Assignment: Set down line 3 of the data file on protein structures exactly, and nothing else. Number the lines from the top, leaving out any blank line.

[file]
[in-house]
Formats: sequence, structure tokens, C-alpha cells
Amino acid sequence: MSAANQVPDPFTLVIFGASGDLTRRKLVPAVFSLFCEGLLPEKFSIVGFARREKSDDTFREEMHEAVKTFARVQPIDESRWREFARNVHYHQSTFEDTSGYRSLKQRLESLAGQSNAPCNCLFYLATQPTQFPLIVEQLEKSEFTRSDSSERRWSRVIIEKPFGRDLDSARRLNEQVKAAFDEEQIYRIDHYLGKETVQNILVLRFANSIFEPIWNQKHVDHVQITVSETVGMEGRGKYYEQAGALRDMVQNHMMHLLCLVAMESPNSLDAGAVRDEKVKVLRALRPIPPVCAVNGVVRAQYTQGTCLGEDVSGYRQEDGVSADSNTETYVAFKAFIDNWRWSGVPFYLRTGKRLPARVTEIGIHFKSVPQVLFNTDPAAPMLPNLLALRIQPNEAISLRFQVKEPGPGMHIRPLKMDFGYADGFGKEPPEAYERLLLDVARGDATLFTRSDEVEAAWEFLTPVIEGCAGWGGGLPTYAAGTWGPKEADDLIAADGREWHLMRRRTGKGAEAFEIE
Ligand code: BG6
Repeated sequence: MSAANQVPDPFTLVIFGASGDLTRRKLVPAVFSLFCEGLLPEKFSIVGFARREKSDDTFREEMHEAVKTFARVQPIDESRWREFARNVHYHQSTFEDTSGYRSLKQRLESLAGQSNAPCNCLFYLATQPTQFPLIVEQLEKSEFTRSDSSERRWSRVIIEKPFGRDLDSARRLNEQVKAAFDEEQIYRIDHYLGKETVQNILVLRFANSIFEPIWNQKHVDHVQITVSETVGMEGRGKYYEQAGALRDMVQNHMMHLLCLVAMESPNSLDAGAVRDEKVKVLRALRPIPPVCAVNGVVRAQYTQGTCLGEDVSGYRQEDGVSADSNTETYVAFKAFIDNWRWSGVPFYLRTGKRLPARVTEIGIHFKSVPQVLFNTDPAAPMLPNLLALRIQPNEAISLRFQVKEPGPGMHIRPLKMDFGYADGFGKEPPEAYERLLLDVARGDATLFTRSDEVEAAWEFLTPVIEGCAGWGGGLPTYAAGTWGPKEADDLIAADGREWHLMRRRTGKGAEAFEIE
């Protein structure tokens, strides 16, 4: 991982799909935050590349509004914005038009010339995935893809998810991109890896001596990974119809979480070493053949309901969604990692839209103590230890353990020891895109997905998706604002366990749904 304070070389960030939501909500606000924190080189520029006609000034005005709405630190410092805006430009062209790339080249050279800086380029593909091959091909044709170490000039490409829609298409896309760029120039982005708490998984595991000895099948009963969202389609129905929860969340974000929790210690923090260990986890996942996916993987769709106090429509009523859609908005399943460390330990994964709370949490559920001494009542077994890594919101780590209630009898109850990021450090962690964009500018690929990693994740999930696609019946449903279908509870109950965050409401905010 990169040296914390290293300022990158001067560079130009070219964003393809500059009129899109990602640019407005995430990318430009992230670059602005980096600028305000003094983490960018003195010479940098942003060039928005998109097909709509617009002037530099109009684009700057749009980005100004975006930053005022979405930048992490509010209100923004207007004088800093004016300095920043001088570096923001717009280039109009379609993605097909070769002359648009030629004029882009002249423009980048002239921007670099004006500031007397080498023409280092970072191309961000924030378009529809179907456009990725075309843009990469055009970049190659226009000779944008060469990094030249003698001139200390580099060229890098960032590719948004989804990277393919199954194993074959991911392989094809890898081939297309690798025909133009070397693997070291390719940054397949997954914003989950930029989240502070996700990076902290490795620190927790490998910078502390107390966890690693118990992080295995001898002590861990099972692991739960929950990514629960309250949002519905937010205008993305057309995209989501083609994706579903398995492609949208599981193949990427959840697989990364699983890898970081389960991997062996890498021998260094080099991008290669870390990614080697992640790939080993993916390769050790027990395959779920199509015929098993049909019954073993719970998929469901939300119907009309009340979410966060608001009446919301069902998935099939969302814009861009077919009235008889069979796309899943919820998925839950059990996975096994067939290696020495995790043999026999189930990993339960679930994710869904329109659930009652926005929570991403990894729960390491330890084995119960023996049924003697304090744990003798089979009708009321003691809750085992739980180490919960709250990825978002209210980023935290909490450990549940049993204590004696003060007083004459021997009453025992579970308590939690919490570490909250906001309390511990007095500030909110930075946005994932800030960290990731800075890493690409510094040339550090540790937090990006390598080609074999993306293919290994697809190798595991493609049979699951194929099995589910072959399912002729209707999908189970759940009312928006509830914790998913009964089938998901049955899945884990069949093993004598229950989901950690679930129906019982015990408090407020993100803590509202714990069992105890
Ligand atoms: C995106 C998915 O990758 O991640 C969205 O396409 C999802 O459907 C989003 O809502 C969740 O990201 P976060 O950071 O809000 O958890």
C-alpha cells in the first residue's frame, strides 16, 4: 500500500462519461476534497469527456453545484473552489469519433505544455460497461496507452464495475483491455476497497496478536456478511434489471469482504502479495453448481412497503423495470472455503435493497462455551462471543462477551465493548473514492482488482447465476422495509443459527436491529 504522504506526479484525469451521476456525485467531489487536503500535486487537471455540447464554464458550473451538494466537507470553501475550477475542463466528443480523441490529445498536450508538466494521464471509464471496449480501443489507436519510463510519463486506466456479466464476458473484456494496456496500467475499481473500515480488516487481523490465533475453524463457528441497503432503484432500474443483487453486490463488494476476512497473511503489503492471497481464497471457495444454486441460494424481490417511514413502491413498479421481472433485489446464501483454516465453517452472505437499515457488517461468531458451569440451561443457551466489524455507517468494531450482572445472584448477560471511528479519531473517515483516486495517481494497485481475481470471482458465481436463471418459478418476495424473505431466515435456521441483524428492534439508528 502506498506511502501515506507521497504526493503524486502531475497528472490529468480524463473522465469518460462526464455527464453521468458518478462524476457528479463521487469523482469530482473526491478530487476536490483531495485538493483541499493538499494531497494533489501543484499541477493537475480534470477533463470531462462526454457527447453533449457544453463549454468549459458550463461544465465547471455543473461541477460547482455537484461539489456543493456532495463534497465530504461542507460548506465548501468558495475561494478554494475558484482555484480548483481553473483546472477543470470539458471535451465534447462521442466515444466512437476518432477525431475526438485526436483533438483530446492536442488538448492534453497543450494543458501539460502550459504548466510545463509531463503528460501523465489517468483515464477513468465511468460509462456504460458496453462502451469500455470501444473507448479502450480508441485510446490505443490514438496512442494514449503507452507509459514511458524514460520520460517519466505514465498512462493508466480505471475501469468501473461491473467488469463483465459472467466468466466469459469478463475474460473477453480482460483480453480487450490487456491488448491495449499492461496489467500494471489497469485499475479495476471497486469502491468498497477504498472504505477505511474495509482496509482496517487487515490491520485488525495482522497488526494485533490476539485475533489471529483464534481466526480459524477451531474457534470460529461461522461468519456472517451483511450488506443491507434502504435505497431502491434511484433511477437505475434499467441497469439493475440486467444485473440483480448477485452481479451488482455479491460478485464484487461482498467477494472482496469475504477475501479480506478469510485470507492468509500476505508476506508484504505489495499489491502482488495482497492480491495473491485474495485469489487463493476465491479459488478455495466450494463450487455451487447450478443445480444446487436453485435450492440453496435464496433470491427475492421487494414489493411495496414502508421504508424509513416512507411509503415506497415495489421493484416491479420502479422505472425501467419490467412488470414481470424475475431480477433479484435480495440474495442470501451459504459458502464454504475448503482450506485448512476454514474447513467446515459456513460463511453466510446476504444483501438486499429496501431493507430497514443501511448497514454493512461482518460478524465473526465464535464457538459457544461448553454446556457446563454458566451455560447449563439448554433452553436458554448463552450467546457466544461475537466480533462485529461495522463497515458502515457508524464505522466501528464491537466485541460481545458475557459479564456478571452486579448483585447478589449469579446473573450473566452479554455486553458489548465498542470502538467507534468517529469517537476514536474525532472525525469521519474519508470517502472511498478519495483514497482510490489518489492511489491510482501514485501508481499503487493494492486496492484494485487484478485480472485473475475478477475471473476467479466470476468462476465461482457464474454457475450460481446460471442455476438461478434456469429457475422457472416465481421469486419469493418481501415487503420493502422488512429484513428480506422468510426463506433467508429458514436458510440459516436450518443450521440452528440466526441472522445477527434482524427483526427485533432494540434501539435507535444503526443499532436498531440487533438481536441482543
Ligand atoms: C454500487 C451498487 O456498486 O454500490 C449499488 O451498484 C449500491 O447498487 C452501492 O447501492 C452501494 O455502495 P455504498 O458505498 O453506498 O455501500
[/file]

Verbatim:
Amino acid sequence: MSAANQVPDPFTLVIFGASGDLTRRKLVPAVFSLFCEGLLPEKFSIVGFARREKSDDTFREEMHEAVKTFARVQPIDESRWREFARNVHYHQSTFEDTSGYRSLKQRLESLAGQSNAPCNCLFYLATQPTQFPLIVEQLEKSEFTRSDSSERRWSRVIIEKPFGRDLDSARRLNEQVKAAFDEEQIYRIDHYLGKETVQNILVLRFANSIFEPIWNQKHVDHVQITVSETVGMEGRGKYYEQAGALRDMVQNHMMHLLCLVAMESPNSLDAGAVRDEKVKVLRALRPIPPVCAVNGVVRAQYTQGTCLGEDVSGYRQEDGVSADSNTETYVAFKAFIDNWRWSGVPFYLRTGKRLPARVTEIGIHFKSVPQVLFNTDPAAPMLPNLLALRIQPNEAISLRFQVKEPGPGMHIRPLKMDFGYADGFGKEPPEAYERLLLDVARGDATLFTRSDEVEAAWEFLTPVIEGCAGWGGGLPTYAAGTWGPKEADDLIAADGREWHLMRRRTGKGAEAFEIE